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To cut or not to cut? Introduction to the debate

Beginning from 2007, WHO, UNAIDS, some donors, and some African governments have been promoting mass male circumcision to reduce HIV transmission. In 2009, USAID laid out plans to circumcise 35 million men in 14 African countries during 2011-2015





To cut or not to cut? Introduction to the debate

A lot of evidence and arguments dispute the claim that mass circumcision is an appropriate response to Africa’s HIV/AIDS epidemics (follow links for more details and resources):
1. First, the programs are a shot in the dark. They are based on the common but dubious assertion that sex accounts for most HIV infections in Africa. If that’s not so, then circumcising millions of men is unlikely to have a big impact on Africa’s epidemics. There is already a lot of evidence that skin-piercing procedures may be a bigger risk than sex for many if not most adults (see other pages in this website, including: sex vs. unsterile instruments in AfricaCases & Investigations; and data linking HIV to injections).
2. Second, even if circumcision reduces a man’s risk to acquire HIV through sex, if he doesn’t know his partner is HIV-negative, he would still have to use condoms to be safe, not just safer. So circumcision is unnecessary (if a man uses condoms), and may increase risk (if a man or his partner considers circumcision an excuse not to use condoms).
3. Third, claims that mass circumcision will significantly lower HIV risk in Africa are based on evidence from selected studies only. A full view of available evidence shows: more HIV in circ’d vs. intact men in some African countrieslimited epidemics in many countries where most men are intactinconsistently lower risk for new infection in circ’d vs. intact men; and sometimes higher risk for women. Furthermore, key studies selectively reported collected data on sex and blood risks — raising questions about what really happened, as well as the intentions of researchers who did not report relevant collected data.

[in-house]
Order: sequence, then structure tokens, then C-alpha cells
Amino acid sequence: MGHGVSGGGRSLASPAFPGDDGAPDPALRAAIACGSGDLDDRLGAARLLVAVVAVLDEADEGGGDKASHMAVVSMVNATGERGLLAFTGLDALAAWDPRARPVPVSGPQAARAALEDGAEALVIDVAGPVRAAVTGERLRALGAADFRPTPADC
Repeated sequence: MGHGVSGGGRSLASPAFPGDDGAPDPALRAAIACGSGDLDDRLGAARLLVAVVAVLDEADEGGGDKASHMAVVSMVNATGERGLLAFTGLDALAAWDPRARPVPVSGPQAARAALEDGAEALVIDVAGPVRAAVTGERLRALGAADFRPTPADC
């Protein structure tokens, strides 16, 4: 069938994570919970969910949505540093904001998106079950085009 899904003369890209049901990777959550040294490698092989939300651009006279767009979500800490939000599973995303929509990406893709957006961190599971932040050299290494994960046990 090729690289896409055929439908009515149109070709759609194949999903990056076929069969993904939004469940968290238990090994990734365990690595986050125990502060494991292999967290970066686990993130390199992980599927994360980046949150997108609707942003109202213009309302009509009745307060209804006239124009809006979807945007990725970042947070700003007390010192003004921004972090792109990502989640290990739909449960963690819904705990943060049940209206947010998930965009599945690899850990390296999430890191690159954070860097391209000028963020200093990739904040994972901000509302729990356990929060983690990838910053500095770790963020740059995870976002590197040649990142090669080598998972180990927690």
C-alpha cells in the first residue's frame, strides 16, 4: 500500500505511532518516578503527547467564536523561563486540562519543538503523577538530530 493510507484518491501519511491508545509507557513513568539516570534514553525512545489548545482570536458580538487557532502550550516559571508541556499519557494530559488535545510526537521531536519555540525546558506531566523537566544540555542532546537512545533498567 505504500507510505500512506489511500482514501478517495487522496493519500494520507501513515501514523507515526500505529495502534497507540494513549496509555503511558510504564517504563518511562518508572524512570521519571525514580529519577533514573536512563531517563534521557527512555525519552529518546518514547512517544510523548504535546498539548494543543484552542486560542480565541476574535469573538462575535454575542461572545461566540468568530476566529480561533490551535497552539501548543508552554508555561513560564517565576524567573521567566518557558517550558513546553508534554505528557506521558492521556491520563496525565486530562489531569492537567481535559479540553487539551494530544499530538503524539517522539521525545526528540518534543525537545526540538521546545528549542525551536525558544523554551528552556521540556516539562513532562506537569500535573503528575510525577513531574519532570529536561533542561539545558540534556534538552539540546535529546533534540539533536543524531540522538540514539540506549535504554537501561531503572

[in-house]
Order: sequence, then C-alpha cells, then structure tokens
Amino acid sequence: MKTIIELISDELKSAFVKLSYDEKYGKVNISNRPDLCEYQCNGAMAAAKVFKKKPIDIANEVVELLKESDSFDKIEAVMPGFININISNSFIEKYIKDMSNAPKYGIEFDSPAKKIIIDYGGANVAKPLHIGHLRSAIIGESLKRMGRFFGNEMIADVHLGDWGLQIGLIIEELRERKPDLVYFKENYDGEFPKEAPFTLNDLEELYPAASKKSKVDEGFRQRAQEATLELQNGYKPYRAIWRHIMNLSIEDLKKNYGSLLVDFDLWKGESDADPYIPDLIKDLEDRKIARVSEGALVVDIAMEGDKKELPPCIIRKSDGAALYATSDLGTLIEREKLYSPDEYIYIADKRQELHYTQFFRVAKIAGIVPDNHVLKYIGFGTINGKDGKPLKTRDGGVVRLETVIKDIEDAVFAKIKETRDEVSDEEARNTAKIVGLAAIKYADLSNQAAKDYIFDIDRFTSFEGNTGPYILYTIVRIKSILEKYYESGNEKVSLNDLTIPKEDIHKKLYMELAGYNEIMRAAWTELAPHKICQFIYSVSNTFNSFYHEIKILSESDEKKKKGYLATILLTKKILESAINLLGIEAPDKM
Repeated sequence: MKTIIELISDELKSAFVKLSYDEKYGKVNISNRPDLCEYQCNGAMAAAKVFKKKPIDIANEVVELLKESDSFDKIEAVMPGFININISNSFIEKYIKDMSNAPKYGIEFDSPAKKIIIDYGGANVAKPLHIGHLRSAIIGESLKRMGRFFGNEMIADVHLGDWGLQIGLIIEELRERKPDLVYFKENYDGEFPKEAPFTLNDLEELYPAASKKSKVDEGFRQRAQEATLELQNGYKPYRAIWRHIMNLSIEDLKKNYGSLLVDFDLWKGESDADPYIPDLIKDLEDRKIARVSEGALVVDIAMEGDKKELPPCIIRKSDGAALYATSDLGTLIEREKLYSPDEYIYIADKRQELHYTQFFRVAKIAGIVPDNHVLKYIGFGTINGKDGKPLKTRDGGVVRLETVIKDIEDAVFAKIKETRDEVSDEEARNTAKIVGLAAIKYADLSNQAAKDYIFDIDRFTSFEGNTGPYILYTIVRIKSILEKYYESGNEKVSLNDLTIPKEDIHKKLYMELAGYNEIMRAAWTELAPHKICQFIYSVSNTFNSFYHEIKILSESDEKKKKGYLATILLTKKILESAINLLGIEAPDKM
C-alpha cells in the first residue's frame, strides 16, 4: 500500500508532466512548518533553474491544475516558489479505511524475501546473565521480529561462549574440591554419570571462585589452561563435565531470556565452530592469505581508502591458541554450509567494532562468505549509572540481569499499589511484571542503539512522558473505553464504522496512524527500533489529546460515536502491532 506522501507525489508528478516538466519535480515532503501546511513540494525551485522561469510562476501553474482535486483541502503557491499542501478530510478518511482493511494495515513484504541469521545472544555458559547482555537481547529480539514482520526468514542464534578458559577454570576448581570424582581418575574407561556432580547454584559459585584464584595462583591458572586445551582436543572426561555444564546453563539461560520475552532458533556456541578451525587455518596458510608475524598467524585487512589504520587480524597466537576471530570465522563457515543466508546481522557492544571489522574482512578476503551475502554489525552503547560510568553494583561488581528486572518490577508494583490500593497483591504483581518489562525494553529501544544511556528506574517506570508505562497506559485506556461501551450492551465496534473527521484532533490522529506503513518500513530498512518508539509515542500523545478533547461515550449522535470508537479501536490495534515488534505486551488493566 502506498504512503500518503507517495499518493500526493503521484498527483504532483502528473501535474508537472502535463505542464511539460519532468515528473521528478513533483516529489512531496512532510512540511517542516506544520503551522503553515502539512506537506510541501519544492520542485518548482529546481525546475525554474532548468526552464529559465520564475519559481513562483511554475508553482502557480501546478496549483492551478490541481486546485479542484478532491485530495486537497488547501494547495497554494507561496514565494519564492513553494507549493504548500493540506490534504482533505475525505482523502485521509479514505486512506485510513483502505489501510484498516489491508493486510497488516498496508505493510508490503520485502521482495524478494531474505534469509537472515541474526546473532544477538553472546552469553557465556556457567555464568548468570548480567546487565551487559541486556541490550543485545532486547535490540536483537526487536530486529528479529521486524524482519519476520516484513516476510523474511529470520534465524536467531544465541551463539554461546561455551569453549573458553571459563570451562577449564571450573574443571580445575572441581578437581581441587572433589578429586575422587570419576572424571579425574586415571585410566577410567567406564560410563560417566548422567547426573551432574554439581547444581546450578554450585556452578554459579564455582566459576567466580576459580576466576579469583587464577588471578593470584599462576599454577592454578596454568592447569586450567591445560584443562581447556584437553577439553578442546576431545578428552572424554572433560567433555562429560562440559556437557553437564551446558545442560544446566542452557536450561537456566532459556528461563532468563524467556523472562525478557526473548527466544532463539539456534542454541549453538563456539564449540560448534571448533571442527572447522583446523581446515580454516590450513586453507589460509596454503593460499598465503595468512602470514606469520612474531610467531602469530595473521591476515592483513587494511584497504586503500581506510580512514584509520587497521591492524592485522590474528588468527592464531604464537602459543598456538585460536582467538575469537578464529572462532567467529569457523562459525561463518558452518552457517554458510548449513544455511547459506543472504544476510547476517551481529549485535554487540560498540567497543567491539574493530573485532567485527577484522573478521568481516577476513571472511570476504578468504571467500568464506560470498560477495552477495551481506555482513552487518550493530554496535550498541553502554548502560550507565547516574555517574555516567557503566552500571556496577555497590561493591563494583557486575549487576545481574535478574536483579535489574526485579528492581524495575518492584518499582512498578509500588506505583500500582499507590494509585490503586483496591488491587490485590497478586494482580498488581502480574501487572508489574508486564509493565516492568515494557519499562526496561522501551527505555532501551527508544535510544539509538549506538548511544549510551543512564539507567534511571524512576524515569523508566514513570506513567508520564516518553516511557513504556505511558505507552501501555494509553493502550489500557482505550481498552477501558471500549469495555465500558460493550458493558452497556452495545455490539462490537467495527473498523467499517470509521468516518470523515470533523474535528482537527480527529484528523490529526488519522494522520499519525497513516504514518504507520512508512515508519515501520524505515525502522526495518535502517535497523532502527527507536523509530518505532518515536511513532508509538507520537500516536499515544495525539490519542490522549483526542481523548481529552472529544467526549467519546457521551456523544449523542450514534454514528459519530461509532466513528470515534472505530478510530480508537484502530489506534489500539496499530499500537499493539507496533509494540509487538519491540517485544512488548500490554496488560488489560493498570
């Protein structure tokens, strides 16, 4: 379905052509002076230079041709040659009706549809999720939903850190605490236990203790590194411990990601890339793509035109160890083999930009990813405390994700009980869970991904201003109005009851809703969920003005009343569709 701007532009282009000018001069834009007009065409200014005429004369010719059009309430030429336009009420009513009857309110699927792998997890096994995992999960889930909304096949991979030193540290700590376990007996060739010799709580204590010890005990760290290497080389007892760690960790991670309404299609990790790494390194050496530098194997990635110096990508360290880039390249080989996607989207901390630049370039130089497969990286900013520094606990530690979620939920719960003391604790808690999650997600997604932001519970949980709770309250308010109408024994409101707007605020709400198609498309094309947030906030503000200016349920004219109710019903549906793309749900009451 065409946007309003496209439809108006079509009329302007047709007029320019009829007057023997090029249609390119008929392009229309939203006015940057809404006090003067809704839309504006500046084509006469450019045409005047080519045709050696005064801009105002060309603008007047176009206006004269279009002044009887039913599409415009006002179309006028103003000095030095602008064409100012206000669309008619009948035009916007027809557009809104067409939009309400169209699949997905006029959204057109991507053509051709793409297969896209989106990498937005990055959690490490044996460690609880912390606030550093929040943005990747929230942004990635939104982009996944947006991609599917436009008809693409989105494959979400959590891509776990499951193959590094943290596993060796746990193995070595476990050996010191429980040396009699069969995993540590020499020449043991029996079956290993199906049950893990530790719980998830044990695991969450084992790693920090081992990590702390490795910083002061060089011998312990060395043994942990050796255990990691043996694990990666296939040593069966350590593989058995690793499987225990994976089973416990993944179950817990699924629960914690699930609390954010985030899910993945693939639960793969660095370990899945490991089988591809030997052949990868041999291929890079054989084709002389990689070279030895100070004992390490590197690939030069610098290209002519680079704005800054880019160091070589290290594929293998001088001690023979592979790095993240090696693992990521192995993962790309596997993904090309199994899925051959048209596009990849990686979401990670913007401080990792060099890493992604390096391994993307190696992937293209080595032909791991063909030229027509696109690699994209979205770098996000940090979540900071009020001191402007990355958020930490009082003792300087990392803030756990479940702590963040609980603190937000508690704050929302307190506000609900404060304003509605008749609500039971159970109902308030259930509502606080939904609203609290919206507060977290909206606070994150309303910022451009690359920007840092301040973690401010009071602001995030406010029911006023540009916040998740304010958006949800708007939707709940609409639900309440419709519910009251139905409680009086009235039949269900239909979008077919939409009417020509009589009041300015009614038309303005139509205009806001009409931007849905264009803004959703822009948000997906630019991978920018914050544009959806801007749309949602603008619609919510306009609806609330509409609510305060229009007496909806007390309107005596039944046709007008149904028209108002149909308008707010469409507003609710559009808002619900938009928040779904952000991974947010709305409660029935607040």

4. Fourth, circumcisions are promoted with insufficient care to ensure that the procedures are safe — putting men at risk to get HIV, hepatitis B, hepatitis C, and other infections. Some evidence says that African men and boys likely got HIV during circumcisions.
The evidence and arguments considered in this site focus on interactions between circumcision and HIV infection. This is a narrow approach to a complex issue. Aside from HIV, many other factors are involved in a man’s or family’s decision to circumcise or not. These include other real or supposed health risks and benefits, sexual satisfaction and performance, community practices, and religious beliefs.

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